What other issues, besides the budgetary concerns, do you feel need to be addressed? Please explain.
Outside of the overriding concerns of the budget, I believe that one of our biggest challenges is that a percentage of our academically top-performing students leave to attend other districts. I spoke to several local parents whose children attend school in Lawrence to find out why they did this. In each case it was because USD 348 did not offer enough advanced placement classes to give the student an academic record needed to compete for admission to top colleges or scholarships.
Secondly, I don’t think anyone would argue that the primary mission of the District should be academic excellence for all students. Yet each year the Board has asked Superintendent Dorathy to perform the duties of Curriculum Director. I don’t really like the title of Curriculum Director because it does not adequately describe the purpose of this position. A much better title for the position is Chief Education Officer because this person would be the top education specialist for the District. He or she is tasked with knowing and researching the best materials and methods to deliver knowledge to the students of USD 348.
Let’s think outside the box on how to pay for this position. With the recently announced resignations of the two administrators at the high school, we are presented with an opportunity to let Mr. Dorathy provide additional assistance, as needed, to a single Principal at the high school rather than hiring an Assistant Principal.
Describe your personal and professional experiences that you feel make you the most qualified candidate for the USD #348 School Board?
I am a process person for a living. After considerable research and analysis of business and human factors I design and build repeatable processes for my customers that lead to greater efficiencies and higher quality outputs.
Assume that you have been elected to the school board and the district is faced with needing to make an additional cut to its budget. The school board is given the following 6 categories to make those cuts, list the categories in the order in which you would look to make those cuts (1 – the 1st category you would cut, 6 – the last category you would cut):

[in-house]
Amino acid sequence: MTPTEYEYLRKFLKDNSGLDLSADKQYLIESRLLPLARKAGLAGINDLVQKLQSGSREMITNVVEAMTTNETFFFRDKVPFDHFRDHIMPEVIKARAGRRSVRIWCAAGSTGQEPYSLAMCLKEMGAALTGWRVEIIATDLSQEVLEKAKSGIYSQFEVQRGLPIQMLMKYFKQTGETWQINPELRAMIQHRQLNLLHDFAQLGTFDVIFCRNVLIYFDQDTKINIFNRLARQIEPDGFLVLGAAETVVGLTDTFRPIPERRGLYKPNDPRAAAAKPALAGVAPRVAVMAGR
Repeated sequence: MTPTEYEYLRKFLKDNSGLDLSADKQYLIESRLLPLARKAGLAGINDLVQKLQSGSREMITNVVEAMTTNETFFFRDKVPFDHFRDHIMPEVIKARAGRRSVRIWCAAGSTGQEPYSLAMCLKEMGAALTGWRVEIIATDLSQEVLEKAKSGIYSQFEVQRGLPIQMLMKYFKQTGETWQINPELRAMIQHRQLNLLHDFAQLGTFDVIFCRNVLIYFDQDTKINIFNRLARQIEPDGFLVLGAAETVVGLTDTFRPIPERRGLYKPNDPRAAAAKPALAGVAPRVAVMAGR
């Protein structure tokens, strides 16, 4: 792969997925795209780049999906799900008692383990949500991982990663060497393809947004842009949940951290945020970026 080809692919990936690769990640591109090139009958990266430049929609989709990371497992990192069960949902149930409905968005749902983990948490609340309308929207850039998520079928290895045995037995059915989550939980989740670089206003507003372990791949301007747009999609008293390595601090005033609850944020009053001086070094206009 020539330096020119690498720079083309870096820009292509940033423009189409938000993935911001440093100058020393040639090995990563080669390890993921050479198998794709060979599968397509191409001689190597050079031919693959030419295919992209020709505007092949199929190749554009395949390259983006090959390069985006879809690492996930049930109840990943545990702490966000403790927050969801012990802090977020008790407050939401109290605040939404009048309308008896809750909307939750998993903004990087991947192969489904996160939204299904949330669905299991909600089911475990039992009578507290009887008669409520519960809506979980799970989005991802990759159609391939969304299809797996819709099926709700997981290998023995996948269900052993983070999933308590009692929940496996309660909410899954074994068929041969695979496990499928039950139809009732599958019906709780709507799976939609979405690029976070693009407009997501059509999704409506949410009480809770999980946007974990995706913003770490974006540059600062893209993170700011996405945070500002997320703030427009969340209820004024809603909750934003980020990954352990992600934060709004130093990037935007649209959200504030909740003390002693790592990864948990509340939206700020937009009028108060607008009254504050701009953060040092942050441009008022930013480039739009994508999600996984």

First, it is the School Board itself that determines the entire makeup of the budget, taking input and guidance from the Administration as needed. I would be deeply suspicious of a candidate for School Board who is willing to simply accept a pre-determined list and made decisions from it. Where are items like technology spending? How about use of District vehicles? Utilities consumption? Staff training? Board travel and entertainment? All aspects of the District’s budget need to be examined critically as additional funding cuts are forced on us.
Secondly, and much more importantly, funding decisions should be made based on the relative contribution of each area of spending to the overall goals and objectives for the District. For many reasons I do not believe that the current strategic plan for the District is a meaningful or useful document. Until a useful strategic plan is created and adopted by the School Board I cannot make a recommendation on how the budget should be adjusted.
What are your thoughts on the district adopting a “shop local” policy, in which the district would look locally for goods and services whenever possible? If adopted, what percent advantage would you give an in district merchant over an out of district merchant? %
Purchasing preference for local merchants is a perennially popular idea and is routinely embraced by candidates for local office. However, like many activities that interfere with free markets, a local preference policy can create several problems of its own. First, it can create a cozier relationship between those who offer public contracts and the vendors that provide them than perhaps we should want. Competition on price, quality, and ability to deliver on public contracts should, in theory, reduce opportunities for undue enrichment, self-dealing, and other forms of corruption or waste.
Secondly, adoption of such a policy can work against local businesses because if it is put in place, neighboring districts will be more likely to create preferential policies of their own. As an example, if the Ottawa school district adopted its own local preference policy, a Baldwin City business might not be able to win a key contract. Now the business is limited to the Baldwin City area for its income and growth. As unpopular of position as it might be with the local business community, I cannot support a price percent advantage for merchants located in the District.